A week ago, Skärholmsbon Gurleen Kaur Sahota was attacked and called for a “whore” due to her attire. Derogatory comments and verbal assaults are received by her on a daily basis.
By – Brünnhilde
Her advice? “Dress how you want it. It’s your body and nobody else owns it.”
It was during her lunch break in Liljeholmen a week ago that she was physically attacked for the first time. The violent interaction began when an unknown man commented on her attire.
“He was very heated and aggressive, maybe intoxicated or under some influence. In any way, I do not know. Initially I ignored his comments, but in the end I could not stand it anymore and asked him what the problem was. Then he exploded. He grabbed ahold of me, spat in my face, called me a whore and said that I should shut up along with a bunch of other things,” she recounted, continuing:
“I live in Sweden, I should be able to dress just how I want, even in bikini, without being called whore.”
“I was in shock, I could not do anything. There were a lot of people around us, but unfortunately nobody reacted. Afterwards I suffered from panic attacks. I did not dare to go out for several days after and I still feel it.”
Why do you think he just chose you?
“I think it’s because I’m young and appear to be very foreign. If I didn’t, I would have been more okay,” she explained. “He felt as if he had the power to do something. He was foreign and I do not think he would have done the same to a blonde Swedish person.”
Afterwards, Gurleen Kaur Sahota eventually reported the incident.
Although it was the first time she was physically attacked, Kaur Sahota said that she would receive similarly aggressive comments a daily basis.
“For example, in Skärholmen there are often men staring because I dress as I want. I get mean angry looks and comments. To be called ‘whore’ is common. Because of this, I had moved away from Skärholmen for a while to live in Nacka. Now I’ve moved back, but it’s getting tougher and more insecure, so I’m trying to get out again,” she explains.
Although gender norms exist more or less throughout society, she believes that the clothes of choice affect more in the eyes of some, compared to others, in the suburbs.
“Most often it occurs in older men and women. They are so used to their customs and cultures that women must cover the body to maintain the family’s honor that they get a shock when someone is dressed differently. And then there are those who immediately sexualize girls as soon as they have less clothes on them. Unfortunately, I’m getting more looks here than when I was in the center.”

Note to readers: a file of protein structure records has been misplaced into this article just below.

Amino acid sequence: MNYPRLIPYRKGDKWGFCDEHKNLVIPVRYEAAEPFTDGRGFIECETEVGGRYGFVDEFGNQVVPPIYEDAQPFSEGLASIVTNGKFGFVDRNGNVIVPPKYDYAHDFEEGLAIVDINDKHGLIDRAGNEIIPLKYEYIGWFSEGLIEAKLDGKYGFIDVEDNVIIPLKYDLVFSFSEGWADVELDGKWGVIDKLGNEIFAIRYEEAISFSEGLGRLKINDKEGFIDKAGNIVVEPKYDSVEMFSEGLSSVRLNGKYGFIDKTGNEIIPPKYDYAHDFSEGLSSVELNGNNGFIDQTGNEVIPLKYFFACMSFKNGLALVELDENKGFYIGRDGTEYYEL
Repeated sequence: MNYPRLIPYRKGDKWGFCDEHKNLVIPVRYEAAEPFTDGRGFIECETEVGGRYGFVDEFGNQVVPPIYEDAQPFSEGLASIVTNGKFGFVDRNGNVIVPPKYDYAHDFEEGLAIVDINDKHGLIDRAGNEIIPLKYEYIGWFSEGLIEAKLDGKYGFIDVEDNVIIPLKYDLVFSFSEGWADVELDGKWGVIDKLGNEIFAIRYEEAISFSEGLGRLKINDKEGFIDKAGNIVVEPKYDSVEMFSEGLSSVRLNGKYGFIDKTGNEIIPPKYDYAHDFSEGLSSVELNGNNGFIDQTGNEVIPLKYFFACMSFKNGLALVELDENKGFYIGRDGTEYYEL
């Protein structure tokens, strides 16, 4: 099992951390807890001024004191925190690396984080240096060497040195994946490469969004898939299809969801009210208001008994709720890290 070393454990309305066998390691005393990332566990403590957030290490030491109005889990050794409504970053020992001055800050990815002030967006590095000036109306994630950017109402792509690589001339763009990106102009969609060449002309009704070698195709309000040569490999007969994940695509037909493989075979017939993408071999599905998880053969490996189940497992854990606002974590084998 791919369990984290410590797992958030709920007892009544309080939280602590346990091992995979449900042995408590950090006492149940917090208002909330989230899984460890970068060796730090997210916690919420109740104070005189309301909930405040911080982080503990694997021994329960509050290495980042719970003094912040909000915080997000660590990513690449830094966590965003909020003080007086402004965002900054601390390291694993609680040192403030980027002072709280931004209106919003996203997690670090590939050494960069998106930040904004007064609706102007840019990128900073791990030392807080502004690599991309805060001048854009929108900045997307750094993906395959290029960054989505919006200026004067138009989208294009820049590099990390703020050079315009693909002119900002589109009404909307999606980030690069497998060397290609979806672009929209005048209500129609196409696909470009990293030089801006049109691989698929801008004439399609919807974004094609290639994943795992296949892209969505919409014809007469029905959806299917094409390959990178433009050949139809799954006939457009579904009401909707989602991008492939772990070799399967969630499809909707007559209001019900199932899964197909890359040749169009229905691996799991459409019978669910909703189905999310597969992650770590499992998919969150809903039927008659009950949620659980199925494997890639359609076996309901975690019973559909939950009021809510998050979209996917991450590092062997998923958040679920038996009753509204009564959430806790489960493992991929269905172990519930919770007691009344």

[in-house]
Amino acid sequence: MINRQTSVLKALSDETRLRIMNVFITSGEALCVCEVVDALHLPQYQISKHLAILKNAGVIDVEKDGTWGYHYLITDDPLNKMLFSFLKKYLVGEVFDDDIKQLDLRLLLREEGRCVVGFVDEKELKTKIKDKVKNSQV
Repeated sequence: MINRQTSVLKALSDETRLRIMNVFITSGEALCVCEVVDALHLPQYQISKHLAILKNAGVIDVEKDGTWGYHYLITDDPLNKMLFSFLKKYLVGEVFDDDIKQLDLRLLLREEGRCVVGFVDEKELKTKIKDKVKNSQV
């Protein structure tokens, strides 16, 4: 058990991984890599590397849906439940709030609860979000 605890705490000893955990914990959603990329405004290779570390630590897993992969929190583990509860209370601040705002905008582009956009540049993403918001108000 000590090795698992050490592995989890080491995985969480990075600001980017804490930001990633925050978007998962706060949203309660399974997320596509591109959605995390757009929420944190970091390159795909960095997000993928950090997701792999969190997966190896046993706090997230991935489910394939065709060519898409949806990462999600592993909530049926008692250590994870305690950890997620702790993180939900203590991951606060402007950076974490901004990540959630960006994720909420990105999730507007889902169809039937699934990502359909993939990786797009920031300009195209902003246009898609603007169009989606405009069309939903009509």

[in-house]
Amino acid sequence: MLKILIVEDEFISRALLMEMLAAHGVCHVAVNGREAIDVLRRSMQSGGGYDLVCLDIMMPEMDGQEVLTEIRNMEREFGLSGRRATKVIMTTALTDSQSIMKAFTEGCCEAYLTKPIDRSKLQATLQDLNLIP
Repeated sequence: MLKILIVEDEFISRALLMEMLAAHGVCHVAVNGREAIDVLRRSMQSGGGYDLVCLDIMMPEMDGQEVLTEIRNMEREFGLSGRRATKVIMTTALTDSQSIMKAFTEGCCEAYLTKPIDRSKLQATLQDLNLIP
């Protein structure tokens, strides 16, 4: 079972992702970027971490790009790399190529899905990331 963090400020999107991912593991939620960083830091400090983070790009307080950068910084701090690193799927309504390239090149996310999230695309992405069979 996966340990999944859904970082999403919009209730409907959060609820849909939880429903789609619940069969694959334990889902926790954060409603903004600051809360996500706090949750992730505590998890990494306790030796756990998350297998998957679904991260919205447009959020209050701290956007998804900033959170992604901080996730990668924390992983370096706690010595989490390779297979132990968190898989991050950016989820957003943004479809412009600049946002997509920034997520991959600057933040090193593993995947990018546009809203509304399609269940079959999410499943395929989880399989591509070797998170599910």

Comments are thrown at her, not just in the public space. Even online, people verbally criticize her in how she chooses to dress and behave. A couple of days ago, she was called out on Facebook by a man who thought she was not a righteous Sikh.
“It’s great job. You try to realize that it’s part of everyday life. But it should not be, I should not have to cover myself from top to toe to avoid getting comments? I live in Sweden, I should be able to dress just how I want, even in bikini, without being called a hora,” she says.
“Stand on you. Do not be afraid of the men’s eyes and comments. Dress how you want it, it’s your body and nobody else owns it. And does anyone call you hora – so what?”
Yesterday, the Moderators party went out of their minds to chart and legislate against “the moral policemen of the suburbs”. Gurleen Kaur Sahota, who is active in the association, is skeptical.
“I do not think it’s possible to categorize it as just a suburb problem. It only creates more hatred and segregation. It will encourage a ” we against them ” attitude. I think it’s more important for people to integrate and we must, all together, take responsibility for and help with the integration. It will pay off later,” she says.
She thinks, among other things, that religious schools should be banned and responsible parenting should be introduced.
“And we must create change together. Look at the male-dominated cafes – there should be groups of women walking down, chilling out and challenging it,” she proclaimed boldly. “Show everyone that now we are in Sweden, we live here and now for Swedish values.”
What advice can you give to young girls living in similar structures?